Cell 10 is further comprised of electrode assembly 34 having a pair of opposite polarity electrode plates separated from each other by an electrolyte absorbant separator material all spirally wound together and inserted into container 20 axially adjacent to bottom portion 30. Also comprising cell 10 are seal member 36, cover assembly 38 and conductive tabs 40 and 42. One of the electrode plates of electrode assembly 34 is electrically connected by conductive tab 42 to bottom portion 30 of container 20 to form one of the terminals of cell 10. The other electrode plate of electrode assembly 34 is electrically connected to cover assembly 38 by conductive tab 40 whereby cover assembly 38 forms the other terminal of cell 10. Seal member 36 in addition to preventing the leakage of electrolyte from the container 20 insulates cover assembly 38 from container 20.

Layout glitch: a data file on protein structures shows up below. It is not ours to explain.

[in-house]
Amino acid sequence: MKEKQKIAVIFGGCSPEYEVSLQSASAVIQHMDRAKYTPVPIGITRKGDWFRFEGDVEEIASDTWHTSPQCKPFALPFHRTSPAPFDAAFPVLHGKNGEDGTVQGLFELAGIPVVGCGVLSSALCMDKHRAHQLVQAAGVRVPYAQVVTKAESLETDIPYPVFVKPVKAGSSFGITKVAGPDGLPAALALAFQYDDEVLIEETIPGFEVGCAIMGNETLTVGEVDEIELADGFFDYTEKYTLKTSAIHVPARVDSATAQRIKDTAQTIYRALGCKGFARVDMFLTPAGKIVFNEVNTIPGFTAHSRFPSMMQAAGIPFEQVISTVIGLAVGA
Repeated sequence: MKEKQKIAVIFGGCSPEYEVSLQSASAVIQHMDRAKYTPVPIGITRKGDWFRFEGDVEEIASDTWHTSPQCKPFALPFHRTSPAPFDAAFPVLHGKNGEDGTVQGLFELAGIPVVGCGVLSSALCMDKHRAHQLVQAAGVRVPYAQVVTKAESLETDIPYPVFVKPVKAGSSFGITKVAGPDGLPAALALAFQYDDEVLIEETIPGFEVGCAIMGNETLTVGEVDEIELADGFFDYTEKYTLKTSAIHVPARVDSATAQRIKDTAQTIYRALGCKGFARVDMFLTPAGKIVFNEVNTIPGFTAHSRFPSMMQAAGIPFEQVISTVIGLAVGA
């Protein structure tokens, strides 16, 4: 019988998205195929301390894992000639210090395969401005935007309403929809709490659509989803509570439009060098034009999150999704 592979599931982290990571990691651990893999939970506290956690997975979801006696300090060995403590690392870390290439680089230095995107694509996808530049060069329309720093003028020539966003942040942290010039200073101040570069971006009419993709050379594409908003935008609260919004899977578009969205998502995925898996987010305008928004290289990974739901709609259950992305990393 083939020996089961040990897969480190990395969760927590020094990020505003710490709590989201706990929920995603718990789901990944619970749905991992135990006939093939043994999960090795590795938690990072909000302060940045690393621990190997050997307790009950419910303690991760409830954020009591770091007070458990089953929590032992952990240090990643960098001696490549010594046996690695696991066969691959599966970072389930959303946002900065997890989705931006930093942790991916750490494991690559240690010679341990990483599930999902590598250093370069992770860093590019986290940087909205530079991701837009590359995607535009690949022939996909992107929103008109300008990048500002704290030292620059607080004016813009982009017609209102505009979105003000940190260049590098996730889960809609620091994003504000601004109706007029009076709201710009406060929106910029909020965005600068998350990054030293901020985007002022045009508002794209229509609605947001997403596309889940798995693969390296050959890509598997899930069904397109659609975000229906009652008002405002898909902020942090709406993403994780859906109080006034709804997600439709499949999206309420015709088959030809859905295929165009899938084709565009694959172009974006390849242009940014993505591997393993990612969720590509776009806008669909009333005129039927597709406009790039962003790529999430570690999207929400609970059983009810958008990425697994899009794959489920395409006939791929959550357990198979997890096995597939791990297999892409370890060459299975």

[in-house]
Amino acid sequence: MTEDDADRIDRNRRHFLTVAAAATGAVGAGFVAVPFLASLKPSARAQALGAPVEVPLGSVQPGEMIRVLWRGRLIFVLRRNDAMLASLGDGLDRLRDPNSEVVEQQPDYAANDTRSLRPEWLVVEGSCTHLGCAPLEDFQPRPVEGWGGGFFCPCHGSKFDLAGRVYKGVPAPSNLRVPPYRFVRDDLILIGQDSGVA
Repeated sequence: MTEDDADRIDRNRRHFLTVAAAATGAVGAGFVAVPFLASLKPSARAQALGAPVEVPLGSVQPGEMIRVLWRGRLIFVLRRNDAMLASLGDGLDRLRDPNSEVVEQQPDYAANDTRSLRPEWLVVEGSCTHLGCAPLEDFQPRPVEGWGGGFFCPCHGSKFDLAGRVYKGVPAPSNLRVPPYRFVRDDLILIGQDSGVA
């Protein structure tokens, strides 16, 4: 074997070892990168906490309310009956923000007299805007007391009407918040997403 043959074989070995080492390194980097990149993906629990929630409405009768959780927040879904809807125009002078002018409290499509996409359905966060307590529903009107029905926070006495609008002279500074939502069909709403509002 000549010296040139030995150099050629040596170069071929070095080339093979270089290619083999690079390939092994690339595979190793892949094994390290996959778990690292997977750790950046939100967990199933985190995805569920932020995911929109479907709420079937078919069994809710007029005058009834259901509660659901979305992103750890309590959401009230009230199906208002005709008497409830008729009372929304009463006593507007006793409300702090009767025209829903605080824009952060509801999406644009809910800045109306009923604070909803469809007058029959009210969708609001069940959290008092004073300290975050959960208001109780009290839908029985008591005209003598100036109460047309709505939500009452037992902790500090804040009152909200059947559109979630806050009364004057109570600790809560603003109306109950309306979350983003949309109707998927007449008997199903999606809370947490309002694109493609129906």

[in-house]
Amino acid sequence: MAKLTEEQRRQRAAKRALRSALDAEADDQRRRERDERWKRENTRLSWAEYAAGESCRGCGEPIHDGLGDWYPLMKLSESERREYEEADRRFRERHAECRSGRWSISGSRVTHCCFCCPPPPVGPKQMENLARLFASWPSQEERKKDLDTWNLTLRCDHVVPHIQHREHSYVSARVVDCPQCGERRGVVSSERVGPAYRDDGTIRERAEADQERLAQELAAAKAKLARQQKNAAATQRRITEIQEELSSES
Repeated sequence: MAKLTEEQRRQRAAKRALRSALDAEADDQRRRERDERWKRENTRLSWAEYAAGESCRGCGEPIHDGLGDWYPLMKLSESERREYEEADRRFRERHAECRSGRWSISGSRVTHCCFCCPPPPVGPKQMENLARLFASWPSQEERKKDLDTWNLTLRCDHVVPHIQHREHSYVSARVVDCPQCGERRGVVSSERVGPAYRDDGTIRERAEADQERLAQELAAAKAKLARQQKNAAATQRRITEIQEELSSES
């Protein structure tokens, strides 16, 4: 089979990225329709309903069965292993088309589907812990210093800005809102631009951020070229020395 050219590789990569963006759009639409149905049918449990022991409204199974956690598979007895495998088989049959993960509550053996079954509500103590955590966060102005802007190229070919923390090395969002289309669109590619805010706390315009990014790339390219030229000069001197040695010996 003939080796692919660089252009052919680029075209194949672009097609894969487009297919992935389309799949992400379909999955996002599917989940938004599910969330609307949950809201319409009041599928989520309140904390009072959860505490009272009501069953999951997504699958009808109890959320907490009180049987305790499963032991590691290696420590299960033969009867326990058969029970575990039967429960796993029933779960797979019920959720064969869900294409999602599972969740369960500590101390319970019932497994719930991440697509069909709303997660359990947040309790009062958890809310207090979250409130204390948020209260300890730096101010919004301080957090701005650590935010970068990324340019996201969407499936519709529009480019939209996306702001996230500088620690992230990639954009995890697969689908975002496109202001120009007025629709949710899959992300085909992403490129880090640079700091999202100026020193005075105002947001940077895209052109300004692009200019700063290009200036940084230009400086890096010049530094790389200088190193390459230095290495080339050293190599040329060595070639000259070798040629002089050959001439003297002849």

A radially inwardly projecting circumferentially extending stiffening rib 44 is formed integrally with wall portion 20 axially adjacent the electrode assembly 34 so that electrode assembly 34 is disposed between rib 44 and bottom portion 30 of container 20. As will hereinafter be explained stiffening rib 44 cooperates with other container elements to reduce springback of container wall portion 24.
Resilient annular seal member 36 is comprised of a generally annular or ring-like base portion 48, generally rectangular in cross-section, to which annular or ring-like sealing projection 50 is integrally joined by chamfered surface 52. Base portion 48 includes a pair of oppositely axially facing end surfaces 54 and 56. Sealing projection 50, which circumscribes recess 51 bounded in part by end surface 54, projects axially from the radially outer edge of base portion 48 and is provided with a first circumferentially and axially extending radially outwardly facing sealing surface 58 and a second circumferentially and axially extending radially inwardly facing sealing surface 60 disposed radially inwardly from and in the same radial plane with sealing surface 58. Additionally, sealing surfaces 58 and 60 are co-axial. Finally, sealing projection 50 terminates in an axially facing end face 62 connecting sealing surfaces 58 and 60.